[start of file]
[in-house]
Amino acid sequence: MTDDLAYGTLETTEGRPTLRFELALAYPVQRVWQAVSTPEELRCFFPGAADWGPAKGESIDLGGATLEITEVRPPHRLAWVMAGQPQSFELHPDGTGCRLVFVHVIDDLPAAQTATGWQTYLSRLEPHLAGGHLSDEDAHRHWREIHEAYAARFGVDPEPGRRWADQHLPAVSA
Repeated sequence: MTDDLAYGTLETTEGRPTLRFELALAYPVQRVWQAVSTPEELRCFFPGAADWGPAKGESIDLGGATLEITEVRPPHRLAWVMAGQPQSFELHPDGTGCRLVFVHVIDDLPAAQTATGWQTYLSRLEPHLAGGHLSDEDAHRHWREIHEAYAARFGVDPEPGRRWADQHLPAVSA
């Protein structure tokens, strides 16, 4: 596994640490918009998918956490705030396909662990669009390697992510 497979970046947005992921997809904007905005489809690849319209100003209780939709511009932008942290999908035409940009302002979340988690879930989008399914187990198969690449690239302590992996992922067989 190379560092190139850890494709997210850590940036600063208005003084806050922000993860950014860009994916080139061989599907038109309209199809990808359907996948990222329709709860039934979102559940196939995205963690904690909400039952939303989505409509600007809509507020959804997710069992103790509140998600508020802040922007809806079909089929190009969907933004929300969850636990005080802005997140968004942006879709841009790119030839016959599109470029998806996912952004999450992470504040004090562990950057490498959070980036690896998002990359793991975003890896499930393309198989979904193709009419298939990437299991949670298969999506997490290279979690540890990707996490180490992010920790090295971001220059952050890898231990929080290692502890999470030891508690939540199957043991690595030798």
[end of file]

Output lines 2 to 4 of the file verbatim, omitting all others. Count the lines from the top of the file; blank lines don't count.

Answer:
Amino acid sequence: MTDDLAYGTLETTEGRPTLRFELALAYPVQRVWQAVSTPEELRCFFPGAADWGPAKGESIDLGGATLEITEVRPPHRLAWVMAGQPQSFELHPDGTGCRLVFVHVIDDLPAAQTATGWQTYLSRLEPHLAGGHLSDEDAHRHWREIHEAYAARFGVDPEPGRRWADQHLPAVSA
Repeated sequence: MTDDLAYGTLETTEGRPTLRFELALAYPVQRVWQAVSTPEELRCFFPGAADWGPAKGESIDLGGATLEITEVRPPHRLAWVMAGQPQSFELHPDGTGCRLVFVHVIDDLPAAQTATGWQTYLSRLEPHLAGGHLSDEDAHRHWREIHEAYAARFGVDPEPGRRWADQHLPAVSA
């Protein structure tokens, strides 16, 4: 596994640490918009998918956490705030396909662990669009390697992510 497979970046947005992921997809904007905005489809690849319209100003209780939709511009932008942290999908035409940009302002979340988690879930989008399914187990198969690449690239302590992996992922067989 190379560092190139850890494709997210850590940036600063208005003084806050922000993860950014860009994916080139061989599907038109309209199809990808359907996948990222329709709860039934979102559940196939995205963690904690909400039952939303989505409509600007809509507020959804997710069992103790509140998600508020802040922007809806079909089929190009969907933004929300969850636990005080802005997140968004942006879709841009790119030839016959599109470029998806996912952004999450992470504040004090562990950057490498959070980036690896998002990359793991975003890896499930393309198989979904193709009419298939990437299991949670298969999506997490290279979690540890990707996490180490992010920790090295971001220059952050890898231990929080290692502890999470030891508690939540199957043991690595030798």